Three games were played tonight, one in each period. In the first, we saw the Canadian team we had seen throughout the tournament: a powerhouse, offensively capable and much too busy threatening to allow opportunities against. In the second we saw relatively boring hockey, punctuated by the occasional flurry.
Finally, in the third period, we saw either one of the greatest come-from-behind events in tournament history, or one of the greatest collapses.
The stars shone for Canada early on. Nashville prospect (and team captain) Ryan Ellis was in fine form in both ends, a performance best exemplified by one shift midway through the first period where Ellis stymied multiple Russians behind their own net, moving at will and retaining the puck despite their ineffective efforts to stop him.
Brayden Schenn tied Dale McCourt’s record as the highest-scoring Canadian player in a single tournament, first setting up an Ellis goal with the man advantage and then converting on a beautiful cross-ice pass in his own right. Mark Visentin handled the puck with aplomb and turned aside everything directed at him.
Scoring chances piled up, from a variety of players: a Kassian backhand here, a Johansen deflection there. Along the way, Carter Ashton scored a truly remarkable goal with almost no space at all.
Things started to turn in the second period, as Canada’s dominance gave way to more tentative play. Ryan Ellis fell into the boards awkwardly and struggled through the remainder of his shift; he would return but stopped being the difference maker he had been early on, though of course it is hard to determine whether that was a consequence of the injury or whether he simply slowed along with the rest of the team.
The power play, so effective in the first period, struggled to generate chances. Mark Visentin was called upon to stop a shorthanded breakaway. Still, despite the disappearance of Canadian dominance, the Russians were unable to seize the game themselves. Things still appeared relatively calm, and when Russian star Vladimir Tarasenko took a skate to the head while trying to poke the puck out of his own end – staying down for some time – it was easy to think the Russians wouldn’t wake up, or wouldn’t be able to do much even if they did.
Then things went sideways in the third. In a 13-second span, Visnetin surrendered two goals while veteran defencemen (Cowen in the first instance, Ellis in the second) watched impotently. The Russians poured the pressure on, skating the puck into the Canadian end where they’d struggled to clear their own zone previously. Finally, Yevgeni Kuznetsov made a brilliant pass despite tight checking that found the stick of Tarasenko.
In front of Tarasenko, defenceman Jared Cowen was caught flat-footed and he did all he had time for – dropped to the ice to block the shot. Tarasenko had the puck off his stick and behind Visentin before Cowen hit the ice. Canadian coach Dave Cameron, who had elected not to use his time-out when the score was 3-2, used it then to calm down his charges, though to little avail.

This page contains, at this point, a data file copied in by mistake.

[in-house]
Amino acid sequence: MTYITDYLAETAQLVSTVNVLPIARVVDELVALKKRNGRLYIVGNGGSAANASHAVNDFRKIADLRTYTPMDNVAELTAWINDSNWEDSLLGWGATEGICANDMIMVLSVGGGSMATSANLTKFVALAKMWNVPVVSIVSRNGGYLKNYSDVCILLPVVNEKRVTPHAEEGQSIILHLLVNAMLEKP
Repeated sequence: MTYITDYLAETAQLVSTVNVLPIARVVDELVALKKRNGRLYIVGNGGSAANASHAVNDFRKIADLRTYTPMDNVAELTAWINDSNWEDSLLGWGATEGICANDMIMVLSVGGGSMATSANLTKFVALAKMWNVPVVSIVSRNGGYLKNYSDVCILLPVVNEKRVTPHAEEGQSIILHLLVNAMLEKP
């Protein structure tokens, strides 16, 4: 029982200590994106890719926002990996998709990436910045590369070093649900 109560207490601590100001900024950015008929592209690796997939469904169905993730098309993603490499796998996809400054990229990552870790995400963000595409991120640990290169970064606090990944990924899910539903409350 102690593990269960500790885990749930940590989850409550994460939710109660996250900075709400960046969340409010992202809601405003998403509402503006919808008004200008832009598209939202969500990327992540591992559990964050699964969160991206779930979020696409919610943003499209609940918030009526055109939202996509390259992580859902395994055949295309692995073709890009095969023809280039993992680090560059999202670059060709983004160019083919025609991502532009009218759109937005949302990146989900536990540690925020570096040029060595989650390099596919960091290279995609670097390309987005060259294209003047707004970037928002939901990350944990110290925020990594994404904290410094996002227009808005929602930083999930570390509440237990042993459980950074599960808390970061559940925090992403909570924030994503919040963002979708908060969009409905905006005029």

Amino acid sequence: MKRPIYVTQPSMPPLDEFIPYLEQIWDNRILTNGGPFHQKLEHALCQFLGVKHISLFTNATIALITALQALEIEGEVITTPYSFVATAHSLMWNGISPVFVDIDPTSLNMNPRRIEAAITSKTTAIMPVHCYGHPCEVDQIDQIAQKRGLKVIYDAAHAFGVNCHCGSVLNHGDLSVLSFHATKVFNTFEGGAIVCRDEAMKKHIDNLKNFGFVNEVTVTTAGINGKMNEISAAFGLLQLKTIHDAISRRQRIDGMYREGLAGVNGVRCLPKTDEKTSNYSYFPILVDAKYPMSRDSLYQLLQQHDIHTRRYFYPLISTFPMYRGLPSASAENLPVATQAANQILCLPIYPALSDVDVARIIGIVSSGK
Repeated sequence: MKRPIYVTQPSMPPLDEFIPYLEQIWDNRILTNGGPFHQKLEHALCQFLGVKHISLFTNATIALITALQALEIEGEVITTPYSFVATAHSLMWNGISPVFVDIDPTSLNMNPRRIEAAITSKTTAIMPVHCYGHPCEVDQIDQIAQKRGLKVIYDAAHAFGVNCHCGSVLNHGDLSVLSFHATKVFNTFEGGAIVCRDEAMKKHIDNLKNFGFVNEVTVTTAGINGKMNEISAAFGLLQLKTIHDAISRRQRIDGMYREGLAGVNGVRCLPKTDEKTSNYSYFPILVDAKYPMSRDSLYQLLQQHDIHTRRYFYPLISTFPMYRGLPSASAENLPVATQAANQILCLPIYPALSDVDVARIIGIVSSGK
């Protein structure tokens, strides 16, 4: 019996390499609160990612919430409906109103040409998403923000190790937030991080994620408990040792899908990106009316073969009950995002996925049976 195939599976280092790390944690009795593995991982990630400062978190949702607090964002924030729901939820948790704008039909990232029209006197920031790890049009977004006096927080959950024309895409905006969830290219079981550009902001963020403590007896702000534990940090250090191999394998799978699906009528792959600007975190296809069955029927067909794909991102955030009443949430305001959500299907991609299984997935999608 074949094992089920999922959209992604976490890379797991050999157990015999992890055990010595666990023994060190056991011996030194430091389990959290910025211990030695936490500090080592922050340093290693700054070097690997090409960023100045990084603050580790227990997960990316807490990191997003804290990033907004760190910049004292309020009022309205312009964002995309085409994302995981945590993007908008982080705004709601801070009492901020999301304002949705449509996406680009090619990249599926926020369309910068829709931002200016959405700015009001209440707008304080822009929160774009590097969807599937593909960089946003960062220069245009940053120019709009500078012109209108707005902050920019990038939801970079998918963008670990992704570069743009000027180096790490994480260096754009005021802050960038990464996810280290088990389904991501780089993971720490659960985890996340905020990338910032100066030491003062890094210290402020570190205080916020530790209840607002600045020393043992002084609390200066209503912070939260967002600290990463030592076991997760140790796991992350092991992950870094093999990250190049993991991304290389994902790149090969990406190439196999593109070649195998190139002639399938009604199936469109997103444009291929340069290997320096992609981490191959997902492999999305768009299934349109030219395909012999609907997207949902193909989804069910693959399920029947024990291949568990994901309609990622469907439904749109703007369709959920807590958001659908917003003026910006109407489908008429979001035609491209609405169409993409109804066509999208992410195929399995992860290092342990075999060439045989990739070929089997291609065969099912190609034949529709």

Time passed, and as the third period approached its final quarter, Canadian forward Louis LeBlanc made an unfortunate choice, dumping the puck into the offensive zone from the wrong side of centre ice. The fourth line was forced back to their own end, where they found themselves unable to clear.
Errors abounded; even the normally solid Erik Gudbranson coughed up the puck to the opposition. The fourth line, along with Gudbranson and Simon Despres, never cleared the zone but instead watched the Russians score the go-ahead goal.
The minutes ticked down, and the Canadians found themselves painfully unable to replicate their early-game success. They began taking more chances, attempting to tie things up before the clock ran out. Those efforts ended in disaster, as the puck came out of the offensive zone.
Tyson Barrie, who had made a spectacular diving poke check earlier in the game, desperately tried to make it back but couldn’t close the gap with Russian Nikita Dvurechenski. Dvurechenski had no trouble putting the insurance marker past the clearly rattled Visentin, and Canada’s three goal lead had become a two-goal deficit.
The uncontainable jubilation on the Russian bench started even before the final seconds ran out on the clock, and stood in stark contrast to the reaction of the Canadian players. This is a team doomed to be remembered as a failure, this game as one of the worst collapses in Canadian hockey history, but there could be no doubting the desire of the players involved.
Anger, sadness, devestation, bitterness: to a man, the players sporting Canada’s colours reflected some mixture of those emotions. I saw a group of very young men crushed, because they failed to live up to the lofty expectations inherent to the Team Canada jersey.
And that’s what I’ll remember. These players gave their best, but still lost to a talented – though almost certainly inferior foe. There was no failure of will, no loss of desire, nothing save perhaps a complacency bred of excellence, followed by desperation as things went south, both of which led to a series of on-ice errors. Despite those errors, I can’t help but feel empathy for this team, and a hope that fans don’t condemn them too severely.
Besides, our condemnation can’t possibly compare to that inflicted by those players upon themselves.